Well, in the Build a Tiny House session I took back in July, I built houses. And then I thought I’d try some furniture. Here are my first attempts from that time in July.

Armchair!

Bed!

Small Chair!

How did I do these? It’s surprisingly easy. I constructed a basic form using thin (think cereal box) cardboard. It was important to take the time to make sure the form was sturdy and could hold up. For the two chairs, I built the forms from individual scraps; for the bed, I cut down a box to make the basic shape and then added the head and footboards.

Then, using the papier mache skills I learned in the Tiny House class (look here for a description) I covered the framework and built up the forms.

Once they had dried (about 2-3 days) I painted them with acrylics, acrylic markers, and India ink.

Wow! What a lot of fun! I will be making more furniture.

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Here is the armchair in the attic of Tiny House 9.

Here are the bed and chair relaxing together.

Wordless Storybook Pages 13 and 14

In 2021 I completed a wordless artist book for my little granddaughter, who was about a year old at the time. I produced it by converting a discarded kid’s library book, using the same process I’ve used for similar books in the past.

Look here if you want to see more about how I make these books and to view one of my past books.

This particular volume does have a story, though. I had been working on it off and on for a long time and getting nowhere. Other projects kept coming along. One day I took it out to see about finishing it up and to consider what I might write to accompany the images. It struck me that it was fine just as it was, without words.

And I thought my granddaughter might like it when she is a little older, and she can make up stories to go with the pictures herself.

Like the content, the cover has no words. The book has no title. I guess it can be called whatever the reader wants.

Here are the next two pages. Want to make up your own story?

*********

Tiny Houses 10, 11, and 12

Here are more Tiny Houses made while I was taking another session of Build a Tiny House at the Smithsonian in July, 2022.

The three are the smallest houses I have yet made. And they are done a little differently. Let me tell you how.

All my previous houses have been based on a cardboard box form with surface decoration added. I kind of did my own thing, following what came easiest to me. During the class, however, our instructor Marcie Wolf-Hubbard used a method that involved covering the house with papier mâché. At the time of the first class I took, my eyesight was impaired and I didn’t have the patience to take in the information. And, it didn’t really matter, as the idea was to work with your own skills as you liked.

In this class, though, I wanted to try the method. So, I started small. I used cardboard boxes of the type teabags come in (think Yogi Ginger tea, for instance). I took off the lid and used it to create a floor, resulting in a simple two-story interior.

Here are the houses I made, and then I’ll tell you more about how I created them. Here is a view of their interiors.

And here are the houses from the back.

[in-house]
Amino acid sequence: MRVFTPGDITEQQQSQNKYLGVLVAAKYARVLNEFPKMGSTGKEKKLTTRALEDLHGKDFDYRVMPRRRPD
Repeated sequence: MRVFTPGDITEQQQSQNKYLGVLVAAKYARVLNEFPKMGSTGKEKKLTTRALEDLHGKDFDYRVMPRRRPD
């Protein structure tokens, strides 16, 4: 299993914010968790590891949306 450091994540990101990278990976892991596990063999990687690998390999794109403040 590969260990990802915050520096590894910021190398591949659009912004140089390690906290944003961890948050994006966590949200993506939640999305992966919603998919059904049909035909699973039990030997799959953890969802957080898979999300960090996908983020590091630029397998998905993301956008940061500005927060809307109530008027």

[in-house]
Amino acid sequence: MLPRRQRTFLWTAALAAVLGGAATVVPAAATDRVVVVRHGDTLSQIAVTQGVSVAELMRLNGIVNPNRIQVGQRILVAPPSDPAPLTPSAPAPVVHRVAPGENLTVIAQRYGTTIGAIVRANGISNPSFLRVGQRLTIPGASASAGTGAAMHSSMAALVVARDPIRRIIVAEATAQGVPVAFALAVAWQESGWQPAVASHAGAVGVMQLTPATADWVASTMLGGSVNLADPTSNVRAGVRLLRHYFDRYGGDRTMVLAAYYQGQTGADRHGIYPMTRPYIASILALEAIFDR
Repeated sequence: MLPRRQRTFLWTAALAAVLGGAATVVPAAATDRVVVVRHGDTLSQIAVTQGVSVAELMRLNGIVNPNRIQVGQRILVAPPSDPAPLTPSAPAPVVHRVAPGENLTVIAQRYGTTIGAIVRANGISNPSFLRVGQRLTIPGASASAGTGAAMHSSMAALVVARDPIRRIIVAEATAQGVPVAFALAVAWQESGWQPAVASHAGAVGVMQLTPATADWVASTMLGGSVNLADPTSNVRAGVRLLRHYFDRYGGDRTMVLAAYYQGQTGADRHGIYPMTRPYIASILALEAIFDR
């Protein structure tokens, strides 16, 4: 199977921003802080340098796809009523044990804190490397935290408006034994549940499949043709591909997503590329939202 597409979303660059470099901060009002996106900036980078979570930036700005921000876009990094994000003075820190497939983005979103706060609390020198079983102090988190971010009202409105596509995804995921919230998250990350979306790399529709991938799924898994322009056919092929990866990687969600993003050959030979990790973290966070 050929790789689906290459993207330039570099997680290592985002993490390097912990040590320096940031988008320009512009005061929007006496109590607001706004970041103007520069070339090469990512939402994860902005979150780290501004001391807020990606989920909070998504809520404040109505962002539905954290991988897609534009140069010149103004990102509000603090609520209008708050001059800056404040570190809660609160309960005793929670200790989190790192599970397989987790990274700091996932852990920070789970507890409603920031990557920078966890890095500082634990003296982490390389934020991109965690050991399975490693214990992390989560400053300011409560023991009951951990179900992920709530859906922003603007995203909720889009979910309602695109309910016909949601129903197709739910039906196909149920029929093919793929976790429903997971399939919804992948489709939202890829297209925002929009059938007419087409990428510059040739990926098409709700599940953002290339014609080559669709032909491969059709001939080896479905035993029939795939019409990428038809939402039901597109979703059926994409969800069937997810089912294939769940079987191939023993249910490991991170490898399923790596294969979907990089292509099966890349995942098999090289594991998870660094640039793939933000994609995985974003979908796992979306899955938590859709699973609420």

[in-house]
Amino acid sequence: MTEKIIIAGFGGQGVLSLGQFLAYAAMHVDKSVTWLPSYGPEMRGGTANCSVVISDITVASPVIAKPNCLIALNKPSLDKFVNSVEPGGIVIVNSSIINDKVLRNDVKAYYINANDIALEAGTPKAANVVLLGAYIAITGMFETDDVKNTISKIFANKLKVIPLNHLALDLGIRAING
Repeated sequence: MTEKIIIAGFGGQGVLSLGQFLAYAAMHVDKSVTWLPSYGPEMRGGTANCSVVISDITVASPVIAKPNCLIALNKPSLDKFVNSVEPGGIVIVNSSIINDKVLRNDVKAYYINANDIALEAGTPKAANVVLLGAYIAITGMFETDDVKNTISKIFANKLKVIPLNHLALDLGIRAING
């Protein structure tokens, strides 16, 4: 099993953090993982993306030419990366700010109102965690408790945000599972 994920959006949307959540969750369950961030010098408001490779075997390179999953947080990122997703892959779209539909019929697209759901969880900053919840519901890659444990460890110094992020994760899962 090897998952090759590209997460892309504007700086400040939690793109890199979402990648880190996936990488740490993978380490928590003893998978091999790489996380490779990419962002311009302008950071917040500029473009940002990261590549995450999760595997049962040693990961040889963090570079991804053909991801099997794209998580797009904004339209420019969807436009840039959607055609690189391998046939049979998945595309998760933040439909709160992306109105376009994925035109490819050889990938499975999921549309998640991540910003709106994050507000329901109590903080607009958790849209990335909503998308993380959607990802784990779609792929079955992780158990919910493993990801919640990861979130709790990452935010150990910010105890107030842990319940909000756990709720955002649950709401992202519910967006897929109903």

Here are views of Tiny House 10:

Here are views of Tiny House 11:

And here is Tiny House 12.

In constructing these houses, it’s first necessary to put together the structure. It needs to be sturdy enough to take the wet paper mâché, but it doesn’t have to look great. When I make houses in my other style, I have to make sure that tape and other construction items can be integrated into the decoration techniques. In these houses I am discussing here, all these things will be covered up.

Next step is to get the materials together for the papier mâché. I used newspaper and magazines, and my glue was something I first tried out in making paste papers (look here for a post where I discuss this process), Elmer’s Art Paste.

Our instructor uses the traditional flour and water paste, but I had a quantity of this art paste already made up, and I thought I’d try it. I was pleased with the results and intend to continue using it in the future.

Well, all you do then is dip your paper into the paste and apply it to the house. You can lay it on flat or you can crumple and squish it to build up wrinkles or relief area. The house does become quite wet, and I needed to be careful to support it at time or let it dry a bit (that is where working on more than one house at a time helps out, I could skip around).

I covered every surface, finding that the wet gluey paper slid on very easily and could be maneuvered around corners and into crannies as needed. Once I was finished, I let the houses dry for about three days. They were significantly stronger than the cardboard boxes that they’d started out as and were ready for paint.

I painted directly on to the surface but many people gesso first, to even out the surface and reduce show-through of the papers.

I also could have applied decorative or painted papers to my house in the papier mâché process and skipped or reduced the painting part, if I had papers I felt would do the job.

OK! That’s where we are. I really enjoyed using this technique and I am full of ideas of ways to use it. Thank you to our teacher Marcie Wolf-Hubbard and to my classmates for a great experience.